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Blame It On The Stars

By WriteLikeAnAmerican

Action / Romance

Chapter 12

In which the Indiana Jones vibe increases, and That Jackass gets to be a big damn hero.


Kraglin’s first instinct is to run. He clamps down on it, checking with A’askvarii and Udonta – you never know, perhaps this alarm means freeze or die, or perhaps the entire floorspace has become a pressure pad, or –

A’askvarii’s already halfway up the stairs. Udonta sprints past fast enough to give him whiplash. “The hell you waiting for?” he yells. Kraglin spares a wistful salute for the golden bust, and follows.

They pound towards the light. Whatever delicate, invisible structure is holding the stairway intact has started to shake, and Kraglin’s too distracted keeping his balance to remember which of the steps are booby-trapped. He leaps the first two on instinct, following Udonta and the A’askvarii. But a tremor throws him off-balance when the other two dodge the false stair. Kraglin crashes straight through it. The platform crumbles under his heel and deposits him into freefall.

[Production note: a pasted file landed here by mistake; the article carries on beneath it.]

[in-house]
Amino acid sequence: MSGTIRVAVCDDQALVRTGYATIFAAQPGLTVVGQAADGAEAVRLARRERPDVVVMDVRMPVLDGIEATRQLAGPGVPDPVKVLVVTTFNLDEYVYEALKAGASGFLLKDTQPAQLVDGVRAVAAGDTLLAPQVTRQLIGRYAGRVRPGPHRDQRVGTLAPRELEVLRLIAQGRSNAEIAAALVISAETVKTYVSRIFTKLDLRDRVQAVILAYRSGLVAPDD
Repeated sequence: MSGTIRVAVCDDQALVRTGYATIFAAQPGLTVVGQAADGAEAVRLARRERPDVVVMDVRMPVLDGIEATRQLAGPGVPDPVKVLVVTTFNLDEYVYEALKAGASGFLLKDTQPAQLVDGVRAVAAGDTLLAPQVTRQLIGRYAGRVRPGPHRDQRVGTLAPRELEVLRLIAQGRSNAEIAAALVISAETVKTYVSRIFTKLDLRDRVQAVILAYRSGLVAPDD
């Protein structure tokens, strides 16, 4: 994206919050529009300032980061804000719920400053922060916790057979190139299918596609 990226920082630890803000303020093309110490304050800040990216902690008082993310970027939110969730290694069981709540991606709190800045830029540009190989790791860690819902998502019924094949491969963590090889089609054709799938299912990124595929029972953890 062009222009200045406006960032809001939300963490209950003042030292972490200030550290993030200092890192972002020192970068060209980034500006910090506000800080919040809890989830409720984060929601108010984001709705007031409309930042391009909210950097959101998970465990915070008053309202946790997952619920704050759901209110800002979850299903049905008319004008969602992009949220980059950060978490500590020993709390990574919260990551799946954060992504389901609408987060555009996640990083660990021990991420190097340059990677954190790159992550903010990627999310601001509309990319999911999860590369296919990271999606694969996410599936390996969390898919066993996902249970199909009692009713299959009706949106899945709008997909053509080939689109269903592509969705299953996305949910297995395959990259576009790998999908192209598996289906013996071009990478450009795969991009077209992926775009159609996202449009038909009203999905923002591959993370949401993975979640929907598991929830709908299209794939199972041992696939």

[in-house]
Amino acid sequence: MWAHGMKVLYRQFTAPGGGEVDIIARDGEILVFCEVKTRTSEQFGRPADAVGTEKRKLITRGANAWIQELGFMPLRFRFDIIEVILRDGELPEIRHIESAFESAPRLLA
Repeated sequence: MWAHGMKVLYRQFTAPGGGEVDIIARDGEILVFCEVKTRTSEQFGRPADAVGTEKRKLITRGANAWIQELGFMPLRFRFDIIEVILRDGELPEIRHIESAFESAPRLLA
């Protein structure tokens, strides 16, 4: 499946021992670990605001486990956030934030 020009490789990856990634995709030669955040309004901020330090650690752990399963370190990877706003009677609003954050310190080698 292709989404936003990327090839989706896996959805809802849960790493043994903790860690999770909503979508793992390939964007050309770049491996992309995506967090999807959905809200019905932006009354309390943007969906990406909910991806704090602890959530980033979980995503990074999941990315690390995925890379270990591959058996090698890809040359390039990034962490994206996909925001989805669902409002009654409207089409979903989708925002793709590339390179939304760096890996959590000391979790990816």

The sound that comes out of his mouth is animal terror. In that second he is utterly certain that he is going to die.

Udonta’s too far away to reach him. Kraglin sees his hand falter before he even tries. A’askvari-girl has reached the top of the steps, where Horuz and the rest have crowded through, and is shoving them backwards, scrabbling at the Kronan where he’s blocking the escape. No help from there, either. The last thing Kraglin sees before he tips back below the level of the step above is Udonta’s blank black visor, his reflection shrinking out of view.

This is it, he thinks. Congratulations to Figs. He hopes, in a final and surprising burst of altruism, that the A’askvarii gets that cut.

Then there’s a whistle.

And pain. A lot of pain.